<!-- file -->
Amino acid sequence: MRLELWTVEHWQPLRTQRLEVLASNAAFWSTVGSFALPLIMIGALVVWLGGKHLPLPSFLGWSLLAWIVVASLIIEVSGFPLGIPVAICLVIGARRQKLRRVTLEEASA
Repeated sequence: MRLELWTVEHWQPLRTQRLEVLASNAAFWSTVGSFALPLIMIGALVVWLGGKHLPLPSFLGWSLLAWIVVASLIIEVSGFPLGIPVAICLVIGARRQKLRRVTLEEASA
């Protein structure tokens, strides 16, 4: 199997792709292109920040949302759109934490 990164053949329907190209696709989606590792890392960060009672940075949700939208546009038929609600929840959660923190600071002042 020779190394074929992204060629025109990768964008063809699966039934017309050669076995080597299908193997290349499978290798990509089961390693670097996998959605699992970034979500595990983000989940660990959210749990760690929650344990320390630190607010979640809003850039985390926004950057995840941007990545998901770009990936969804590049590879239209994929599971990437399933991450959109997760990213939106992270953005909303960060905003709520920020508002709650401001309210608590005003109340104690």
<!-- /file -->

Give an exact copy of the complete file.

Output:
Amino acid sequence: MRLELWTVEHWQPLRTQRLEVLASNAAFWSTVGSFALPLIMIGALVVWLGGKHLPLPSFLGWSLLAWIVVASLIIEVSGFPLGIPVAICLVIGARRQKLRRVTLEEASA
Repeated sequence: MRLELWTVEHWQPLRTQRLEVLASNAAFWSTVGSFALPLIMIGALVVWLGGKHLPLPSFLGWSLLAWIVVASLIIEVSGFPLGIPVAICLVIGARRQKLRRVTLEEASA
């Protein structure tokens, strides 16, 4: 199997792709292109920040949302759109934490 990164053949329907190209696709989606590792890392960060009672940075949700939208546009038929609600929840959660923190600071002042 020779190394074929992204060629025109990768964008063809699966039934017309050669076995080597299908193997290349499978290798990509089961390693670097996998959605699992970034979500595990983000989940660990959210749990760690929650344990320390630190607010979640809003850039985390926004950057995840941007990545998901770009990936969804590049590879239209994929599971990437399933991450959109997760990213939106992270953005909303960060905003709520920020508002709650401001309210608590005003109340104690």